IP Cases & Articles

Virgin Atlantic Airway v Zodiac Seats UK

The Supreme Court has handed down a long awaited decision in Virgin Atlantic Airway Ltd v Zodiac Seats UK Ltd, which overturns a controversial line of previous UK case law including Poulton v Adjustable Cover and Boiler Block Co, Coflexip SA v Stolt Offshore MS Ltd, Unilin Beheer BV v Berry Floor NV and the 2009 Court of Appeal judgment of this case.

Commentators have welcomed the decision, which has held that the subsequent amendment or revocation of a patent is an absolute defence to liability for damages in relation to an earlier finding of infringement of that same patent. Such amendment or revocation may be made by the European Patent Office (EPO) or a UK court.

In the Court of Appeal, Virgin's European patent was held to be valid and infringed by Zodiac, and Virgin subsequently obtained judgment against Zodiac for damages in relation to infringement. After this decision, the EPO's Technical Board of Appeal (TBA) ruled that that the claims held to be infringed by Zodiac were in fact invalid. The TBA allowed an amendment of the patent so as to remove all the relevant claims but, of course, this amendment was retrospective in effect.

Virgin submitted that it was still entitled to recover damages for infringement following a string of earlier case law (such as Coflexip v Stolt) on the basis that the Court of Appeal's decision that Zodiac had infringed valid claims of Virgin's European patent was res judicata and therefore Zodiac could not now rely on the subsequent amendment. Zodiac, on the other hand, logically argued that Virgin's European patent was retrospectively amended and therefore the claims it had been held to infringe should be dealt with as never existing.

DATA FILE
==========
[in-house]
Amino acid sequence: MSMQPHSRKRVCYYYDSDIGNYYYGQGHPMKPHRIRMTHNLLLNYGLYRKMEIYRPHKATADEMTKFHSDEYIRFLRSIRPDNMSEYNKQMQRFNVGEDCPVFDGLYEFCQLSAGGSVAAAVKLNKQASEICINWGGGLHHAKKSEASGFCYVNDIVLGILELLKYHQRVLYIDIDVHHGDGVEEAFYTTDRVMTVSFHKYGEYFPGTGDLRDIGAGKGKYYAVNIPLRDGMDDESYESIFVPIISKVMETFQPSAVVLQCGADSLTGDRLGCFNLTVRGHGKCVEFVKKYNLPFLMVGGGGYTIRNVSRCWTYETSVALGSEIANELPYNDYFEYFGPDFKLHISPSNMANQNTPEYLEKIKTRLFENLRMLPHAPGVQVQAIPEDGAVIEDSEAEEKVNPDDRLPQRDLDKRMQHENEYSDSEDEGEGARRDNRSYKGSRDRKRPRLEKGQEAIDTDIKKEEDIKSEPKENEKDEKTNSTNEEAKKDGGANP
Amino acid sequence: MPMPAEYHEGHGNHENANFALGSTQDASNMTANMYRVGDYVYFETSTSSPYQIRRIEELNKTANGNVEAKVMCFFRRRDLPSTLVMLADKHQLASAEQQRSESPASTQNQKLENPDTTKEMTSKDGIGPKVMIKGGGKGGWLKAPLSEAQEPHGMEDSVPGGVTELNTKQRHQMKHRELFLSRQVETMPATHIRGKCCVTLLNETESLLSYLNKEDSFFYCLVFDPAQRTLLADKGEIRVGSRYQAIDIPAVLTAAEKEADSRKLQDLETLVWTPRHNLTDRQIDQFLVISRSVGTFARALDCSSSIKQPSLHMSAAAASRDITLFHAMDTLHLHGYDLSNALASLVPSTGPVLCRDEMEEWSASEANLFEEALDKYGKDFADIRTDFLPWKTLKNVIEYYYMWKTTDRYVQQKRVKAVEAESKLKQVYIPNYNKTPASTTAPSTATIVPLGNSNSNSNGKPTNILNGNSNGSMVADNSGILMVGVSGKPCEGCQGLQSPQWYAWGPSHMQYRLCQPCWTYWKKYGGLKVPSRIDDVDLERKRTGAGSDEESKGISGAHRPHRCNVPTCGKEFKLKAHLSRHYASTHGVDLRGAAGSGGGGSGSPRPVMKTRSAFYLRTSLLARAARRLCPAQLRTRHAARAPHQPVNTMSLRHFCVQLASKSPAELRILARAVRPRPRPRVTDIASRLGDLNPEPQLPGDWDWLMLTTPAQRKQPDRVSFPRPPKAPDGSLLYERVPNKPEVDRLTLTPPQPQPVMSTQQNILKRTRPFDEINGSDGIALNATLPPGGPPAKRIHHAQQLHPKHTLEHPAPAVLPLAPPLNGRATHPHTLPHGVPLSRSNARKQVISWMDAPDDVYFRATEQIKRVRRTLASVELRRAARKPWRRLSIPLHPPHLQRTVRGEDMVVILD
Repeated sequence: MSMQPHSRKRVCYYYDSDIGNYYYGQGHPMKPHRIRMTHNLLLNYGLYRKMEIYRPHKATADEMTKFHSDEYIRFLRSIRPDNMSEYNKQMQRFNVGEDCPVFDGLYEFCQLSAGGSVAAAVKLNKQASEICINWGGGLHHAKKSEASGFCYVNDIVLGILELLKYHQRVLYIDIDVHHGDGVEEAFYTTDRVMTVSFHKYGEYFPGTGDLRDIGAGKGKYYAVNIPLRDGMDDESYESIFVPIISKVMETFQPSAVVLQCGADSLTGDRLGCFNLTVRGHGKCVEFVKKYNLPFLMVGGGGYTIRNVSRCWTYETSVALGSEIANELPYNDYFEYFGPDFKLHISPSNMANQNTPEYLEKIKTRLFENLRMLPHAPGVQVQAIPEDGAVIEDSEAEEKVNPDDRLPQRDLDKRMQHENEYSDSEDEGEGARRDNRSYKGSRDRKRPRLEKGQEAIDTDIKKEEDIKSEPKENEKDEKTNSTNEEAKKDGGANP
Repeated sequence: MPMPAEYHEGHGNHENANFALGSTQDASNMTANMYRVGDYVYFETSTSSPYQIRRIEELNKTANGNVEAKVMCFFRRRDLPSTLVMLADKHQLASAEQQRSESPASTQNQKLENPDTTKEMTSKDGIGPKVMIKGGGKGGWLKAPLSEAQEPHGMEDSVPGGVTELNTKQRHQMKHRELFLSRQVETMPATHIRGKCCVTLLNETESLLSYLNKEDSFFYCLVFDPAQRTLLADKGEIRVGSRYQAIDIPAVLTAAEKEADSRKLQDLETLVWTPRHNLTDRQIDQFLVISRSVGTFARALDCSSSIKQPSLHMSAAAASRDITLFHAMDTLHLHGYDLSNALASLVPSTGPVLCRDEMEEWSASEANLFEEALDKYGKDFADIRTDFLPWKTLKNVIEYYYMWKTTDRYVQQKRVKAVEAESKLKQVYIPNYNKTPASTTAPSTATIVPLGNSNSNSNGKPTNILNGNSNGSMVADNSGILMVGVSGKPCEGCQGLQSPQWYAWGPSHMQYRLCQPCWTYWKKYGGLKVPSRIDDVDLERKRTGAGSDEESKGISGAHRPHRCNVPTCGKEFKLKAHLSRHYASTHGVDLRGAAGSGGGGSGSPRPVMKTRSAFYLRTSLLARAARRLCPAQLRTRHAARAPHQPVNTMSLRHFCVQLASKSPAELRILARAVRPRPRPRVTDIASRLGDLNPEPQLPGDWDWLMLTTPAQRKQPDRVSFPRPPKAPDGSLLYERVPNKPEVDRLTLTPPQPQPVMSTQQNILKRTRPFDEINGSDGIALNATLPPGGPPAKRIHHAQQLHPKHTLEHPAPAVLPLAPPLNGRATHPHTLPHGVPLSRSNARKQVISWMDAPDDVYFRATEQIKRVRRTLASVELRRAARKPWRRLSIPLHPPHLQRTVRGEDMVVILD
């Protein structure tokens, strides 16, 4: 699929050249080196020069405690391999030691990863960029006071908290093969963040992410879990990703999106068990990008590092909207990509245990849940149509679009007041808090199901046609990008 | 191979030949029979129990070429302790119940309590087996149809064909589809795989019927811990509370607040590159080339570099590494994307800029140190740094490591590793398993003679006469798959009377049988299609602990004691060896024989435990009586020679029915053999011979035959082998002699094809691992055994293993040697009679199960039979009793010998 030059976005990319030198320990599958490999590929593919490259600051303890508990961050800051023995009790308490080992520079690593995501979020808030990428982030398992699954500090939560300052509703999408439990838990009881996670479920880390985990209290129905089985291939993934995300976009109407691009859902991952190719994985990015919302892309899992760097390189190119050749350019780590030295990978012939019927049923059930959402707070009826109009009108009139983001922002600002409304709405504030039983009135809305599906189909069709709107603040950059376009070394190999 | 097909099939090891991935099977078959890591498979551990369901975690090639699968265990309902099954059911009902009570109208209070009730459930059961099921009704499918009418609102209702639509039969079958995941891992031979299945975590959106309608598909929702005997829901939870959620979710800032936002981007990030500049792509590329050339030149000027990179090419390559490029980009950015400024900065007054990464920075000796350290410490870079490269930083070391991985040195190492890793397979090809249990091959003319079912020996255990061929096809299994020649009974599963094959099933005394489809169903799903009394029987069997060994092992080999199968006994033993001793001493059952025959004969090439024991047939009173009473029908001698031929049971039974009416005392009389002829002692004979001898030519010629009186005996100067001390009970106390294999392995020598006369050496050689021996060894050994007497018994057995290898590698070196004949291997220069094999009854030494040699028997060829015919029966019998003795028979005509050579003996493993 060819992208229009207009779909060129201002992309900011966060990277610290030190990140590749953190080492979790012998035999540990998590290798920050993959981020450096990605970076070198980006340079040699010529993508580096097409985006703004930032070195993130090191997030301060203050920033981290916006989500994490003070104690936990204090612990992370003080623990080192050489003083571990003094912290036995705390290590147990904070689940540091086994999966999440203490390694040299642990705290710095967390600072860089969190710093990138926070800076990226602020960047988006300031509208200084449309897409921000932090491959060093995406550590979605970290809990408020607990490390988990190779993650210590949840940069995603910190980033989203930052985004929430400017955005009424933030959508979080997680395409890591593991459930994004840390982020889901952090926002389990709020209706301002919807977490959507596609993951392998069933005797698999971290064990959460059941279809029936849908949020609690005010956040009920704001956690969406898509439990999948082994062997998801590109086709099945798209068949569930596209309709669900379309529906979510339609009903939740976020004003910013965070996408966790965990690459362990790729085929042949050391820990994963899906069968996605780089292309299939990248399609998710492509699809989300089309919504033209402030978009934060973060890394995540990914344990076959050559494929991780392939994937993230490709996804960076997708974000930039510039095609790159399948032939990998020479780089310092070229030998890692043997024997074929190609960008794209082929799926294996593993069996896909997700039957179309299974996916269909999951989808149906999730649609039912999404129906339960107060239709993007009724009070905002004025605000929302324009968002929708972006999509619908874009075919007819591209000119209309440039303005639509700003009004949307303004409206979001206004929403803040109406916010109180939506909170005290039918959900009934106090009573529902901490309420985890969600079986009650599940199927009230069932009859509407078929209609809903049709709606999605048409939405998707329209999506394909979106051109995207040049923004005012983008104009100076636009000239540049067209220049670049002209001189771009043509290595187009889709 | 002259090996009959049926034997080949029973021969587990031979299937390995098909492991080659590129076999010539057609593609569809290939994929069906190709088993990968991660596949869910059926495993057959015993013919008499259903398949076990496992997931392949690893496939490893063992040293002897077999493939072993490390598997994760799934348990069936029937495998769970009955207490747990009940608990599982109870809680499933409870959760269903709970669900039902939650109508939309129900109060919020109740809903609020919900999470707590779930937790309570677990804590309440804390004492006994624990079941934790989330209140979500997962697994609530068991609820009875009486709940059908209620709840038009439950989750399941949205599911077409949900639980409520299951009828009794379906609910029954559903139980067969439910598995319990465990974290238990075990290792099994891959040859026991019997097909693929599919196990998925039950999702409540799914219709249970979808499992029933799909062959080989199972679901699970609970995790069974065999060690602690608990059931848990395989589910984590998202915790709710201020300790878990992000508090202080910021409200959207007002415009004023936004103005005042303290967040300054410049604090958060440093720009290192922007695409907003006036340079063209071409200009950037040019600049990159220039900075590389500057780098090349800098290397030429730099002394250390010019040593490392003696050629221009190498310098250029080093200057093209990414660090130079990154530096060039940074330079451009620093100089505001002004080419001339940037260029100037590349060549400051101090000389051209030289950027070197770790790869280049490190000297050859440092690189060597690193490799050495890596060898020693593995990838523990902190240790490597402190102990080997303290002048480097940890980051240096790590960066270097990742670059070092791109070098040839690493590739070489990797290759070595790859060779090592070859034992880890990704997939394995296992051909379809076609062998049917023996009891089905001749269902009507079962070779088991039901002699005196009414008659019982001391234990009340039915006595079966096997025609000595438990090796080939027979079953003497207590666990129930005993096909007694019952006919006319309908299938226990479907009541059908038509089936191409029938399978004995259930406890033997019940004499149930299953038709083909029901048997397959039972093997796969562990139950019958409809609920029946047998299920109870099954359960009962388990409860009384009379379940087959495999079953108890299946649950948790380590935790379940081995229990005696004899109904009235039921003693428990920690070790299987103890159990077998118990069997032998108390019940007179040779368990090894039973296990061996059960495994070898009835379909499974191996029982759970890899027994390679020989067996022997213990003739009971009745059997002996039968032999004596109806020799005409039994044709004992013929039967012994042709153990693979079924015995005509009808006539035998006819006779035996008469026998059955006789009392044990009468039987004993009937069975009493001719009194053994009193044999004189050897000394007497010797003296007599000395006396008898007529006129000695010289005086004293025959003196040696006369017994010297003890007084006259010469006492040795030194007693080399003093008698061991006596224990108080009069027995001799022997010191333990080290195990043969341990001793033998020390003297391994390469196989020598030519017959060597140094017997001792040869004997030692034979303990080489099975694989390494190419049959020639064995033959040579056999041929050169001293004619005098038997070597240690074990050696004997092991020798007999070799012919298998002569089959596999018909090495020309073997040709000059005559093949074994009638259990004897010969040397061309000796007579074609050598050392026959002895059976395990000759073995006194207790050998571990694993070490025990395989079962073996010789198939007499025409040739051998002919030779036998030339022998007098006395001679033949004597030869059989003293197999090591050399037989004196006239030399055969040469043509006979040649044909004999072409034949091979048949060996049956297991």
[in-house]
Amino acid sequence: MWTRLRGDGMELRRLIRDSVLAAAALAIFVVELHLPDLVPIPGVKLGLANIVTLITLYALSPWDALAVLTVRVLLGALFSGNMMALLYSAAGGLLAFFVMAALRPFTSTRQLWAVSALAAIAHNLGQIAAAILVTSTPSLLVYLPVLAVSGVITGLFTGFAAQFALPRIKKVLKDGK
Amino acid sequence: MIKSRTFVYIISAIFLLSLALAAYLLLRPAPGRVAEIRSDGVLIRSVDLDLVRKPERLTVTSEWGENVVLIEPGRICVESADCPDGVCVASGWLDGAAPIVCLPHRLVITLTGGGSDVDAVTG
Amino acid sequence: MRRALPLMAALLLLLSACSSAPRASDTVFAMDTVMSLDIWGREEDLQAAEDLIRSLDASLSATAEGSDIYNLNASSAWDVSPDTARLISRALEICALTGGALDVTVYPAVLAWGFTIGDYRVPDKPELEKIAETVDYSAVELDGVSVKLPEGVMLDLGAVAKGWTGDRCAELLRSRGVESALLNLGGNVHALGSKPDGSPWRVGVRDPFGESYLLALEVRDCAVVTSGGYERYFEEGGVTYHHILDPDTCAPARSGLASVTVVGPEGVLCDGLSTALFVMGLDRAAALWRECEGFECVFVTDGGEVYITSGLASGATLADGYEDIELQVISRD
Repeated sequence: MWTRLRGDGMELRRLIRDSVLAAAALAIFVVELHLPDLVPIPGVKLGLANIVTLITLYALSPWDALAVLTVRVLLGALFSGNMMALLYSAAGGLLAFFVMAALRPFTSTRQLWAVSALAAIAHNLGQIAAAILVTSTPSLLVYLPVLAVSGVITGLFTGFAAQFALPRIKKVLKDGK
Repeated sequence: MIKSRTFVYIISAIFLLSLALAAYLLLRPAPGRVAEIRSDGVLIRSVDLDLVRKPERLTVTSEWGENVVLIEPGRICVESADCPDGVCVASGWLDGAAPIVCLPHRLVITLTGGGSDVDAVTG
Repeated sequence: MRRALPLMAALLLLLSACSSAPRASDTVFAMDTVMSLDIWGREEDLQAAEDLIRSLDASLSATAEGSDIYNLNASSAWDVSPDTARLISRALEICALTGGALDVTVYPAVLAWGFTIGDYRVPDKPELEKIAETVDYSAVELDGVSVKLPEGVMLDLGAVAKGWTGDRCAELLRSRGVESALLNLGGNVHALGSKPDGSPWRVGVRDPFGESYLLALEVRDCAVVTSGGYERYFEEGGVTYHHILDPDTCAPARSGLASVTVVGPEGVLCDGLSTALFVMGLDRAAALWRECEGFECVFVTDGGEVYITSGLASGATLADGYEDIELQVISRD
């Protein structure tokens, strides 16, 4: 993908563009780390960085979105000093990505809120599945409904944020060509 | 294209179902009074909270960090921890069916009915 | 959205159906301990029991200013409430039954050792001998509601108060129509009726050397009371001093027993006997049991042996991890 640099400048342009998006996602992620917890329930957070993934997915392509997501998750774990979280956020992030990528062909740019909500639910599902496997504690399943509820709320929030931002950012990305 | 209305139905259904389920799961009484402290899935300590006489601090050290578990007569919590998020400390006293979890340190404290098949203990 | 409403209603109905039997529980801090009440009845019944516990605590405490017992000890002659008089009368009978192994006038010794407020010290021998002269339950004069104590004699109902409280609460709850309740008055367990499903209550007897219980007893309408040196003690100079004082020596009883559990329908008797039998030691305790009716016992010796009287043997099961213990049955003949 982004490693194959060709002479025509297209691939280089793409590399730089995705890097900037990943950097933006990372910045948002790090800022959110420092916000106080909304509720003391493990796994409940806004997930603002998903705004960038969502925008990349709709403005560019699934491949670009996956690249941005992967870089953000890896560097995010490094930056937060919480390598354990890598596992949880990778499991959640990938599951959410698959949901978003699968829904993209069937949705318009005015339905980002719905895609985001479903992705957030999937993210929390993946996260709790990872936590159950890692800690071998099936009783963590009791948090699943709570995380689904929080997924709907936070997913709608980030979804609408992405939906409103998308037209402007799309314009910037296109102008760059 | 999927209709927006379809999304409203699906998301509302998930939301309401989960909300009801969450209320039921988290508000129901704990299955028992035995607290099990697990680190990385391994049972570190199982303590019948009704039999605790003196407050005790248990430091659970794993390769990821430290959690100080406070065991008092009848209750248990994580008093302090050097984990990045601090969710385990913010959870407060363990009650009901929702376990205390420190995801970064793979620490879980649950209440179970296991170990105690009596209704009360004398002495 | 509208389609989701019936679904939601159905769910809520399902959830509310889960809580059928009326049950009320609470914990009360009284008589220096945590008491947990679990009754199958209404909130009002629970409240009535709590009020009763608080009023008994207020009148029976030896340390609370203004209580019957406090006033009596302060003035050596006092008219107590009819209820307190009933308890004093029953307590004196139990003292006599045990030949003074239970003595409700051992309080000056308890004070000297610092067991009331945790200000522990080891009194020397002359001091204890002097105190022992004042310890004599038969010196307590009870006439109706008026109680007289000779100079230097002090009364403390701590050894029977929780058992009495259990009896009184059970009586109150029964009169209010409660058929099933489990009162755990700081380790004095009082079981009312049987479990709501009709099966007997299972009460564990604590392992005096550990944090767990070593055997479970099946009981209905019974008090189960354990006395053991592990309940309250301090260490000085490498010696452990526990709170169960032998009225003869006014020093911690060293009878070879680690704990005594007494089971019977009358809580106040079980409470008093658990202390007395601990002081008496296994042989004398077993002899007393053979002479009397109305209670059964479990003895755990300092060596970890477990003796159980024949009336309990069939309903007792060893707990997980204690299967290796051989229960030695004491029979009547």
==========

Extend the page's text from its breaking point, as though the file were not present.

The law of res judicata was revisited by the Supreme Court, providing reasons why this principle could no longer be used by Virgin in relation to the finding of infringement in its favour.

The court listed the three forms of res judicata:

  1. The principle that once a cause of action has been held to exist or not to exist, that outcome may not be challenged by either party in subsequent proceedings.
  2. Where the claimant succeeded in the first action and does not challenge the outcome, they may not bring a second action on the same cause of action.
  3. The doctrine of merger which treats a cause of action as extinguished once judgment has been given upon it.

The Supreme Court stated that as the infringed claims of Virgin's patent, as they had existed, had been held invalid by the authority which granted them, they must then be treated as never having existed. Further, Zodiac had not raised this issue before, as the EPO decision came after the Court of Appeal judgment. Therefore, it was held that Zodiac could use the subsequent revocation/amendment of the patent as an absolute defence to a liability for damages.

The judgment also calls for a review of the guidelines established in Glaxo Group Ltd v Genetech Inc that currently state that an English court should generally refuse a stay of its proceedings if such proceedings could resolve validity issues earlier than the EPO. The call for consideration of these guidelines appears to be on the basis that providing a stay of the UK proceedings may save duplication of costs and prevent the risk of conflicting judgments at national and EPO level. This will put pressure on the next court to face this issue. If this assumption is revisited, this may ultimately be what this decision is remembered for. The proposed rules of the pending Unified Patent Court (UPC), expected in 2015, currently provide for a stay pending EPO proceedings, however it is not yet clear whether the rules will be implemented in this form nor how they will be applied in practice.